Poetry for Collective ImpactSeptember 30, 2014 1 Comment
I have a practice in most of the networks and collective impact efforts I support, which is to offer poetry at the opening and closing of convenings. I’m struck by how impactful and important people have said this can be for them. In fact, just recently a very well-respected member of the public health community was compelled to say that this is exactly what is missing from the movement, more poetry and artistic expression!
“Poems come out of wonder, not out of knowing.”
I share in part for selfish reasons, in that I love poetry. But it is also more strategic than that. Poetry has a way of simply expressing complexity and capturing the essence of things in poignant ways. It can tap a deeper sense of shared meaning and experience that touches a dimension of social space that I like to call “divinity,” without meaning to be religious, per se, or denominational in any way. Bookending convenings with poetic offerings becomes an invitation as we begin and end to stay connected to a higher sense of purpose and deeper sense of belonging. And it becomes a signal that there are numerous legitimate means of expression in our network building and collective impact work which can be important for inclusivity and tapping collective intelligence. Furthermore, and this is for further discussion at another time, I think we often minimize the importance of aesthetic in bringing about social and system change.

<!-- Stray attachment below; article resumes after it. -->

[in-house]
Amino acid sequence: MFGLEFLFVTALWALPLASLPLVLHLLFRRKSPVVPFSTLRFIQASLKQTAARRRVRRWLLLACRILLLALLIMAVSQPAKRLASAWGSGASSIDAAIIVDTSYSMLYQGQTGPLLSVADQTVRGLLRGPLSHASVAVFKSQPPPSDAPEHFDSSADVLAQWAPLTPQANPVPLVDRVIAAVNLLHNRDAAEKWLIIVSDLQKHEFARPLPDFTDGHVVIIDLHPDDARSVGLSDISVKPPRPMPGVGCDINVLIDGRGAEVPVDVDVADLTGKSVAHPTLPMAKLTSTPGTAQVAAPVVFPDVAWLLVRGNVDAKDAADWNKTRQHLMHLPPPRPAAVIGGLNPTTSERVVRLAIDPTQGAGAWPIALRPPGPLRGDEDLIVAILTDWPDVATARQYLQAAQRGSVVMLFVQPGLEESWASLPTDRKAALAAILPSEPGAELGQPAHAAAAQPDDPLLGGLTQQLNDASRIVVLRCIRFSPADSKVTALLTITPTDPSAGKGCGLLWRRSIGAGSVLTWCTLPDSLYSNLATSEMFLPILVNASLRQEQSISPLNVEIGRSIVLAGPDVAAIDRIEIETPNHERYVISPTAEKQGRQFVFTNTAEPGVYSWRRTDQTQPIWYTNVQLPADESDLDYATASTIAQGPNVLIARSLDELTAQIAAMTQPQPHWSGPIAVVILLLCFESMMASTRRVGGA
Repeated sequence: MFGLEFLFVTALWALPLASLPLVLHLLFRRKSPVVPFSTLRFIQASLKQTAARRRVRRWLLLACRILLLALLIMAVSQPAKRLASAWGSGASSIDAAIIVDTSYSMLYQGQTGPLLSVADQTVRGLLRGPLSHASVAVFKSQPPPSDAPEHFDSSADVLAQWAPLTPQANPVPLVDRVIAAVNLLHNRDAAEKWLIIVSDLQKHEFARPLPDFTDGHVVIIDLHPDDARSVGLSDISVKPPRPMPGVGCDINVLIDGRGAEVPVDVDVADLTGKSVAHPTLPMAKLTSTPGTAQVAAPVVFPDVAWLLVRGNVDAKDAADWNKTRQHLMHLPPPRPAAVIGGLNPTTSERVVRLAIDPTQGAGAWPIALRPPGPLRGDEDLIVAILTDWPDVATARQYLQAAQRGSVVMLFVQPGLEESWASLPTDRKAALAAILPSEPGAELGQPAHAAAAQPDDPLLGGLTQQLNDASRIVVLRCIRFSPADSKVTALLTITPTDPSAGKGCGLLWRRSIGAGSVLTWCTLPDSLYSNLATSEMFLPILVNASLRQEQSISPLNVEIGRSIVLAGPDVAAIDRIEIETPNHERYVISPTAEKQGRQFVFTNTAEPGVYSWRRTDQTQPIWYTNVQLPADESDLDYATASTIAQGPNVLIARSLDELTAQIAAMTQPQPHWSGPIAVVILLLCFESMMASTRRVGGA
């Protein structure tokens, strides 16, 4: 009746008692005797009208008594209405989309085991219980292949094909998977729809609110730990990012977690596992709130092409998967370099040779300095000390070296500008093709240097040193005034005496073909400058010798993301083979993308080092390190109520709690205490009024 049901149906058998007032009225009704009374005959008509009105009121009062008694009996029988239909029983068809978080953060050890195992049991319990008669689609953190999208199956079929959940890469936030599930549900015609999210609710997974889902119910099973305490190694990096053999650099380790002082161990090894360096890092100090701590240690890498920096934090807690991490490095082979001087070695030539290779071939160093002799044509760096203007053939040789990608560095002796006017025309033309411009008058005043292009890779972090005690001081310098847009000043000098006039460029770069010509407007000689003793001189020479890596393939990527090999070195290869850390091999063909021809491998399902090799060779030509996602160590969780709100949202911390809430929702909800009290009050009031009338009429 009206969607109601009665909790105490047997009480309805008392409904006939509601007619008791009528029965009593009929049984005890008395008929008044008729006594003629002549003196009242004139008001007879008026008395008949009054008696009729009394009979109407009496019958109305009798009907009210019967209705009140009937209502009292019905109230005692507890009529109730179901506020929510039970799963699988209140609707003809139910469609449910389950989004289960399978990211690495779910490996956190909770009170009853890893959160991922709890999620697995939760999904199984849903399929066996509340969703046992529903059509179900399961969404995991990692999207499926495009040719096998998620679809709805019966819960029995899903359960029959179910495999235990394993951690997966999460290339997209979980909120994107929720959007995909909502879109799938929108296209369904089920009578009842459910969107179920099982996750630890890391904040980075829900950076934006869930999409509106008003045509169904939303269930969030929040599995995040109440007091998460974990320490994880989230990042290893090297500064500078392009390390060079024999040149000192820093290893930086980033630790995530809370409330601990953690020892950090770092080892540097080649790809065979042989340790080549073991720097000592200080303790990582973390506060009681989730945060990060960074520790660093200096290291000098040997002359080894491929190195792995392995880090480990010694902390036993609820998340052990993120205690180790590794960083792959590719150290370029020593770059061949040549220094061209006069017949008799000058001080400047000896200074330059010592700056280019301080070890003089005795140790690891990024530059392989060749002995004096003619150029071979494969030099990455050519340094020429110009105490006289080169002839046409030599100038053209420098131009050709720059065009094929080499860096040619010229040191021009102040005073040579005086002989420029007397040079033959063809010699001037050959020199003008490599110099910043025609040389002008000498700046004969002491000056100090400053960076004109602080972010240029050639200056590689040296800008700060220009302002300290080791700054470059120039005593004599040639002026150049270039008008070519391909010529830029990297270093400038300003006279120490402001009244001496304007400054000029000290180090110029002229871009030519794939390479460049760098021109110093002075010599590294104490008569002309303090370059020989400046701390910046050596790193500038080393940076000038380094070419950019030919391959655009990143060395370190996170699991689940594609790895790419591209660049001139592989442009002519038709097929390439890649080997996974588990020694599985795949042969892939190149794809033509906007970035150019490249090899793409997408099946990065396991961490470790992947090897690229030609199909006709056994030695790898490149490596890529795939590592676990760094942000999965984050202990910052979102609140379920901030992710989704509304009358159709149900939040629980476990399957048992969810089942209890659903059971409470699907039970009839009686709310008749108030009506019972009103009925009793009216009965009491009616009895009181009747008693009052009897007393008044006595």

“It is difficult to get the news from poems, yet men die miserably every day for lack of what is found there.”
– William Carlos Williams
The poet Elizabeth Alexander once said that poetry is the freest of art forms . . . because no one gets paid for it. This may be true, and I am certainly grateful for the return of so many poets’ investments over the centuries. I am also a big believer in swapping poetry, so will list 10 of my favorite poems to share here, and hope that you will reciprocate.
A Ritual to Read to Each Other by William Stafford
A Note by Wislawa Szymborska
Famous by Naomi Shihab Nye
From Blossoms by Li-Young Lee
On the Pulse of Morning by Maya Angelou
Perhaps the World Ends Here by Joy Harjo
The Three Goals by David Budbill
The Seven of Pentacles by Marge Piercy
i thank You God for most this amazing by e.e. cummings
“Poetry can tell us what human beings are. It can tell us why we stumble and fall and how, miraculously, we can stand up.”